Ever since the Enron scandal of 2001, Employee Retirement Income Security Act (ERISA) attorneys have become “exploitive” with regards to bringing lawsuits against defined contribution (DC) plans.
This was the warning of James Fleckner, partner with Goodwin Procter LLP, speaking at the PLANADVISER National Conference in Orlando, Florida, in a session titled “Staying Out of Trouble – Part I. Trends in litigation and best practices to avoid lawsuits.”
Indeed, in a polling of audience members, 52% said they were “somewhat
concerned” that litigation could be brought against them or their clients, and
17% said they were “very concerned.” Another 29% said they were “not very
concerned,” and only 2% said they were “not at all concerned.”
“There has been a real uptick in DC litigation in the past five to 10 years,” Fleckner said. “There hasn’t been much DB [defined benefit] litigation, so long as plans are solvent and employers make up any shortfalls. But in DC plans, all of the risk falls on the plate of participants. However, if you do a good job and participants get good quality products at reasonable prices, litigation likelihood is lower.”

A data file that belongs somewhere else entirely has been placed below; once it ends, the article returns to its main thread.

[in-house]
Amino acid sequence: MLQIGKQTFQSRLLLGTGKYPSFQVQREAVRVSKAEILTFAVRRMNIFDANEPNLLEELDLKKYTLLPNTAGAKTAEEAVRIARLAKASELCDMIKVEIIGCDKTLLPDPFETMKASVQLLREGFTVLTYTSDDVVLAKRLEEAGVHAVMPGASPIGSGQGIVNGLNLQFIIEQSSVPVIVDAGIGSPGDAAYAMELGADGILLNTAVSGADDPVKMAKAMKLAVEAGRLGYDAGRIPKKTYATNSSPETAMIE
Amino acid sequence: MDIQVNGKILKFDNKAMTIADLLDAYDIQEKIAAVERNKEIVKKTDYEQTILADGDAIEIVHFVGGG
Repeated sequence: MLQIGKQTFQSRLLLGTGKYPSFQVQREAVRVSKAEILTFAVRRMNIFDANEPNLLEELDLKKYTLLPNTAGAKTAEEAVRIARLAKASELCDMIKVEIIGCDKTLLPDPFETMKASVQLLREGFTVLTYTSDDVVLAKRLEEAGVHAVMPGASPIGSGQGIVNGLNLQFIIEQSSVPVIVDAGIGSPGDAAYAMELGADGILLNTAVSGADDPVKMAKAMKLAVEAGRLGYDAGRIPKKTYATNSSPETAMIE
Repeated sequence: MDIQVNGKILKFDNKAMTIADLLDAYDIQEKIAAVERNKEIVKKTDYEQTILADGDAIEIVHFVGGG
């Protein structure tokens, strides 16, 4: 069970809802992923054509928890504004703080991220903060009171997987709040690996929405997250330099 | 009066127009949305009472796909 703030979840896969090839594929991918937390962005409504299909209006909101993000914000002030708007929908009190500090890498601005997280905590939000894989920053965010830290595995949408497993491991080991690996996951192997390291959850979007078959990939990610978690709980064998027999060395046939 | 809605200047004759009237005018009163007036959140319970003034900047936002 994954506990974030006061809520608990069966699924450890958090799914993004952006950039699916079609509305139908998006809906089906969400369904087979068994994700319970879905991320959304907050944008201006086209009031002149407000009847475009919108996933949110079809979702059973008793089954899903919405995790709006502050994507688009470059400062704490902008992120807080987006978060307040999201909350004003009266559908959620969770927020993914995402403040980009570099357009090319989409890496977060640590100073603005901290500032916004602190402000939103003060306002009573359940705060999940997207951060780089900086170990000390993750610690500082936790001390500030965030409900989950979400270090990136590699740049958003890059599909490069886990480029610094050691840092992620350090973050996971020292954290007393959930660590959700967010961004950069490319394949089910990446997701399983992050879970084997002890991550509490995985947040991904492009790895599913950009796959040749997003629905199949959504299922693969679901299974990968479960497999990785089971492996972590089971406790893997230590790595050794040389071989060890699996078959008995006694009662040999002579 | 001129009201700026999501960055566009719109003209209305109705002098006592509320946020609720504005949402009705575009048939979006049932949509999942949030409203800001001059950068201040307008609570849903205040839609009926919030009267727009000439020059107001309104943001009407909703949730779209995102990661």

Courts’ main focus is whether the person or entity being sued is a fiduciary, Fleckner said. “Fiduciaries under ERISA federal law have the obligation of prudence, loyalty and not committing prohibitive transactions,” he said. In many cases, “plaintiffs are trying to get courts to rule they are a 3(21) fiduciary kin that they give discretionary or investment advice, and are a functioning fiduciary,” Fleckner said. Other cases hinge on performance or fees, he added.
Retirement plan advisers can protect themselves from such lawsuits by “expressly writing in their contracts that they are not a fiduciary,” Fleckner suggested. “They would be very helpful in the event of a suit. That would go a long way to help with any liabilities.”
Those retirement plan advisers who decide to act as either a 3(38) or a 3(21)
fiduciary must document a process that shows how they came to a plan or
investment decision, he said, “that you evaluated alternatives, had reason to
evaluate those alternatives, and gave the reason for your decision—be it fees,
investment choice or mapping a QDIA [qualified default investment alternative].
That documented process will go a long way to throw out a case, because the
courts don’t want to second-guess the market or fiduciaries.”
Don’t be lulled into complacency, Fleckner said. “Plaintiffs’ lawyers are getting very creative and expansive,” he said. “Some were asbestos or railroad lawyers. They see $4 trillion in 401(k) assets and see opportunities, so be very conscientious as to how you present information.”